The 43-year-old newsreader — a single mother to Tushaan, nine — wept for her son's future on the breakfast show on Tuesday as she discussed the racist abuse targeted at members of the England football team.
Singh said on Wednesday: "I spoke to my son yesterday because it was on the telly and I didn't know I was going to say it so I felt the responsibility to talk to him about it when I got home.
"And as soon as I said I talked about this on the telly he said, 'I'm really proud of you mummy.' Straight away. I said, 'That's really nice'.
"And he said to me, 'Just like you don't want your child — being him — to have racism, I don't want my children to have racism, but I imagine it will still happen.
"That's my nine-year-old saying I imagine it will still happen. And that's why it's all our responsibility."
The former Strictly Come Dancing contestant also praised her son's school for calling her after she had said on the show that her son has experienced racism.
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Singh said: "I got a call from the school, asking if everything was okay. I think that’s what all schools should be doing with all children of different backgrounds at the moment, actually.
“It’s a showing of care and understanding that there may be conversations in the home that children feel uncomfortable having in the classroom, and that shouldn’t be the case. So I thanked them for that.”
The GMB presenter went on to say she had been encouraged to speak out after seeing the England players taking the knee before each match in the Euros in a peaceful stand against racism, which provoked booing from some fans.
Singh said of taking the knee: "Courage is contagious. I am 43 years old and I am inspired by young Black sportsmen half my age to speak in a way I haven't spoken before. That is incredible.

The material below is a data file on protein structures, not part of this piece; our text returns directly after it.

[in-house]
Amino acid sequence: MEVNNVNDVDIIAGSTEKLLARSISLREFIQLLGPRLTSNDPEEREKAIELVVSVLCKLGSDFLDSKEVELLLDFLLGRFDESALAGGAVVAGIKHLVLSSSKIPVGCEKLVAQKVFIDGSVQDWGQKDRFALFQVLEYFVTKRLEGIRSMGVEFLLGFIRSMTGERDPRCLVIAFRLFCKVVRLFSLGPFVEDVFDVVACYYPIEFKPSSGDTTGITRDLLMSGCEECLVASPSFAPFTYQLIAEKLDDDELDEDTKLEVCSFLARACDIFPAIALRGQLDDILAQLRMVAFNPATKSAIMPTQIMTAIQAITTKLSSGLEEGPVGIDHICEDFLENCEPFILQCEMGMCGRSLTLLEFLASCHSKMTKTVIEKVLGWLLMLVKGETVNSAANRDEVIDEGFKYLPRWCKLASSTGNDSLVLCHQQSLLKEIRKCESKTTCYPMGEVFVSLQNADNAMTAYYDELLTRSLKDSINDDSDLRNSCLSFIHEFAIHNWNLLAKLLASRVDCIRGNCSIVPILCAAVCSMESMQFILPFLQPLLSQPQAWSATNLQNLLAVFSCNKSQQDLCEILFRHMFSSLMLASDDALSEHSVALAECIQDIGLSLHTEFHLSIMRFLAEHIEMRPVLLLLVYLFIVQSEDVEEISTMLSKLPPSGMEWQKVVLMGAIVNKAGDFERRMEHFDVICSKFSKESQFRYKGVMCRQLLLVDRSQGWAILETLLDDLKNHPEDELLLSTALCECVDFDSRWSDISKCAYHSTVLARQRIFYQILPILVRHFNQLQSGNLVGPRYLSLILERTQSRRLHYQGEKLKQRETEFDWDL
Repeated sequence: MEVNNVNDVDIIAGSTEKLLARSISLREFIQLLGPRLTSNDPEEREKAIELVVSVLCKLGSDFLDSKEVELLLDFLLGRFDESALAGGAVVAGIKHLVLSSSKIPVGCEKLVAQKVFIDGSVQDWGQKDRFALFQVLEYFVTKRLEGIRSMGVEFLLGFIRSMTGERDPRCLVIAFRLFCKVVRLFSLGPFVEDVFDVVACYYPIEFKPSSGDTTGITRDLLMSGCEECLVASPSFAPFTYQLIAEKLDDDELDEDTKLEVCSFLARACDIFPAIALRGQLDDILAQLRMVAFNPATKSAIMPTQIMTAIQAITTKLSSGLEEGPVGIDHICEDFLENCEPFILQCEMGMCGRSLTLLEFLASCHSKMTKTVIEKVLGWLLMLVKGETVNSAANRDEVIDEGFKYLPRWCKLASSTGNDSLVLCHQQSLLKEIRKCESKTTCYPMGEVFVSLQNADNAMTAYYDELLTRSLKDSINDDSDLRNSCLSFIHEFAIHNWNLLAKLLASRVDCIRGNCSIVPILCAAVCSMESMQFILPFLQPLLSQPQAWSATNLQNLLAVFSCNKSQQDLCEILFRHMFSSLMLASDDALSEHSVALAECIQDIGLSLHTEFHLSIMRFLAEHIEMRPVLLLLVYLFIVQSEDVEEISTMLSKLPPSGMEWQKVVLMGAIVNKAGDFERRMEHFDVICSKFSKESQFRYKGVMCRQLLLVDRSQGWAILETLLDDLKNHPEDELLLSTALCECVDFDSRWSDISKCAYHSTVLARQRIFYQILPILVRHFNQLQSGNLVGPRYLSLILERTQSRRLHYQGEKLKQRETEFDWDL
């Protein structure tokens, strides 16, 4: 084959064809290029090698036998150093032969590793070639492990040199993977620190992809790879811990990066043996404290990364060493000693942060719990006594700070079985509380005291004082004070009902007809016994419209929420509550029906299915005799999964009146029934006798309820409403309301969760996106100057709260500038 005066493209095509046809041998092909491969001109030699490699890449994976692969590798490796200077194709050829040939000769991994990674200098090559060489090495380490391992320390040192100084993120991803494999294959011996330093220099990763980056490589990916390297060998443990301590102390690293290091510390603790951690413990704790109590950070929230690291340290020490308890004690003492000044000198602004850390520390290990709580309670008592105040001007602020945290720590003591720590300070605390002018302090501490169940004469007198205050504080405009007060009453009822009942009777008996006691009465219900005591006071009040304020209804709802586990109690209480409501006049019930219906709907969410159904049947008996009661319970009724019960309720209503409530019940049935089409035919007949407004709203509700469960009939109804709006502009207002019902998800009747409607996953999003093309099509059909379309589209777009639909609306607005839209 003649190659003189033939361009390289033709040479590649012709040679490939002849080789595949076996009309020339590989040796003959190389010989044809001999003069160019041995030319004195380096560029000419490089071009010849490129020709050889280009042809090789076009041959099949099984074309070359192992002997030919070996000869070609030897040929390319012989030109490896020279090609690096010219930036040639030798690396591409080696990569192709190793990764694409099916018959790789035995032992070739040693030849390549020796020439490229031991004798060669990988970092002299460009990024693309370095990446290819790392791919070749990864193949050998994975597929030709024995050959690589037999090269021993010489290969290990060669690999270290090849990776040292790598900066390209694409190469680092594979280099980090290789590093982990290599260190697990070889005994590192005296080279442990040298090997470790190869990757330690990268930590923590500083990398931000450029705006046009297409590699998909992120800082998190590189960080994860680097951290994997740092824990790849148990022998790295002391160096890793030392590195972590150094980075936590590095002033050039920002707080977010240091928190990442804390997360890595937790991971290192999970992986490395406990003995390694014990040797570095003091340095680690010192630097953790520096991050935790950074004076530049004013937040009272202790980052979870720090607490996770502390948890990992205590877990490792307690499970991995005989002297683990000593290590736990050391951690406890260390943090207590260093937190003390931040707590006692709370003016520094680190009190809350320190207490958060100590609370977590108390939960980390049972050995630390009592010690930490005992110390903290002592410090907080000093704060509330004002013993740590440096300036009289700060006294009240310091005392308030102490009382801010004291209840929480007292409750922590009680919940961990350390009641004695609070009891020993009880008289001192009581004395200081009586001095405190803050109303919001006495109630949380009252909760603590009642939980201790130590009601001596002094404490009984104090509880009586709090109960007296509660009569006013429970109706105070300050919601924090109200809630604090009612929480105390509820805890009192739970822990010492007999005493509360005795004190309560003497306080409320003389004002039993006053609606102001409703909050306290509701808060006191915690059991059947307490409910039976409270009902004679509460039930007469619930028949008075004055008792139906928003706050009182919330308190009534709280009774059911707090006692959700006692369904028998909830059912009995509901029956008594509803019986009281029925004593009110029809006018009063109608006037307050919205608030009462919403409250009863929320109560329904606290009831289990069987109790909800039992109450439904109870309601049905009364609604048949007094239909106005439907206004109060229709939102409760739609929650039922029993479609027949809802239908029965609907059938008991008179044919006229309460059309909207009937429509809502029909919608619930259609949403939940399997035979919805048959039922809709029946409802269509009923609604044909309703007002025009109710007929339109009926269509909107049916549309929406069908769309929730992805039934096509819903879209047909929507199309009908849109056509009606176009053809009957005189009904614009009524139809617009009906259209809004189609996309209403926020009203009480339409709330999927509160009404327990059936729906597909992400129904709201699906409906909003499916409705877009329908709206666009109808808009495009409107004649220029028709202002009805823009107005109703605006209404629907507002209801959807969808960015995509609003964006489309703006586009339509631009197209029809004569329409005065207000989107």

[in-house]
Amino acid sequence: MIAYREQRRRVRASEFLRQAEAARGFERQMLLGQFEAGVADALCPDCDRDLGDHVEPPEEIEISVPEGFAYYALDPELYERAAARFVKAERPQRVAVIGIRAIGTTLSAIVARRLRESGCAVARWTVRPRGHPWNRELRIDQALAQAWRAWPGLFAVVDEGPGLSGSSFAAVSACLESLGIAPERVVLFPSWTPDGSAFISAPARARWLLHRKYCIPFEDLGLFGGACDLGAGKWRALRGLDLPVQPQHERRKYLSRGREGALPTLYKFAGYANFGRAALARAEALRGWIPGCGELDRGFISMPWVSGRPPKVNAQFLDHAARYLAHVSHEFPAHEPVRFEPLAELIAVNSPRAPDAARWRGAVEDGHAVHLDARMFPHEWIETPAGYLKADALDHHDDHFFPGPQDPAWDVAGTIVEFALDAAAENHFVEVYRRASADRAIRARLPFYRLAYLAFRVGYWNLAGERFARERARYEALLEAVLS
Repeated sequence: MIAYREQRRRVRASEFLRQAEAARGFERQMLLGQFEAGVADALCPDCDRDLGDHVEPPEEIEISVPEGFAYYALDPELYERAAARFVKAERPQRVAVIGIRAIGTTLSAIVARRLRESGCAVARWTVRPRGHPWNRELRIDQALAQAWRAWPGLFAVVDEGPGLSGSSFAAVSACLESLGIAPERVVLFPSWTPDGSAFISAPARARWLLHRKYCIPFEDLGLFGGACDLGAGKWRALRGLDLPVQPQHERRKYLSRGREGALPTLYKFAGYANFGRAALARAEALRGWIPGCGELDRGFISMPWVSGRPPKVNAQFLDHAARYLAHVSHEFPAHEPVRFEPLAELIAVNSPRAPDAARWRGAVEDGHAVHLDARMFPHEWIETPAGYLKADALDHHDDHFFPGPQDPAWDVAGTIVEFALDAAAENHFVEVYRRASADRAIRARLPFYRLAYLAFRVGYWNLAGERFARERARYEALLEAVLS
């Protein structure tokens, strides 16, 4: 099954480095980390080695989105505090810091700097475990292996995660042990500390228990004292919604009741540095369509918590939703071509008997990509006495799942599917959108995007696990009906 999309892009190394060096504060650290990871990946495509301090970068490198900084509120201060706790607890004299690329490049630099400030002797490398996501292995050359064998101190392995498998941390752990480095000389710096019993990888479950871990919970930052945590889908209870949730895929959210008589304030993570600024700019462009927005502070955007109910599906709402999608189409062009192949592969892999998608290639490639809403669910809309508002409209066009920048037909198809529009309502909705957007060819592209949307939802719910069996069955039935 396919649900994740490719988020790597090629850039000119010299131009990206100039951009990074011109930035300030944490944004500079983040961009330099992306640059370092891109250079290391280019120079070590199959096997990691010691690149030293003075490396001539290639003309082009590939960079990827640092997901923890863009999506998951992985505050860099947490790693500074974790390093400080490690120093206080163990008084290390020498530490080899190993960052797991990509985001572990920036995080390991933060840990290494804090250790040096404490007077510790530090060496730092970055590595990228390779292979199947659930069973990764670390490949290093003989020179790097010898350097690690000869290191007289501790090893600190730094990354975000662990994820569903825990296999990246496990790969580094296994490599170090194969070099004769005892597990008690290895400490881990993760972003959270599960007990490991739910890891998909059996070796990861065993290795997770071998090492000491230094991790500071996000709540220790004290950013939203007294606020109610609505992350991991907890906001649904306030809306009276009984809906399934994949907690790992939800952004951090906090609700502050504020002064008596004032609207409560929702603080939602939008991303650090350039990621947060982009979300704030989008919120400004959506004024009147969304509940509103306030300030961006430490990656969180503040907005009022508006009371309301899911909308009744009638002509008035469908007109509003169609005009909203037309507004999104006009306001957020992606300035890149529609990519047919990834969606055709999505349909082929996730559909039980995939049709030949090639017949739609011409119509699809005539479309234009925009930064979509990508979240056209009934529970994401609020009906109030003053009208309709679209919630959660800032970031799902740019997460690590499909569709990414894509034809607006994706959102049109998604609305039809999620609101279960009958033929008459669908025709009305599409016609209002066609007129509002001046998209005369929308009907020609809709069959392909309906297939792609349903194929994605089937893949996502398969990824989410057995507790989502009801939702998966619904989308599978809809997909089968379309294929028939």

"Age is not a factor, your job is not a factor, whether you earn millions of pounds a week is not factor. The factor is that you can be inspired by other people to be courageous in your own life and speak up in your own workplace.
"What I find astonishing is that the taking of the knee is the most peaceful of protests. It is Gandhi-esque it is peaceful, it is quiet, it is a simple note. For it to cause such a provocation in people who don't like it tells you exactly why it should be done - it is riling exactly the right people in my view."
Richard Madeley told her: "Now look here, Ranvir, you've got to read the news, so dry your eyes."
But she continued: "The thing is, it goes to the heart of what we want for our children. My son goes to school – he's talked about racism he's faced. He's going to be nine. We think about it all the time.
"You're privileged if you don't have to think about it and the only time you think about it is when one of your heroes is suffering.
"Privilege is having the choice. And now I think we have to remove the privilege – we all have to think about it regardless of what skin we walk in."
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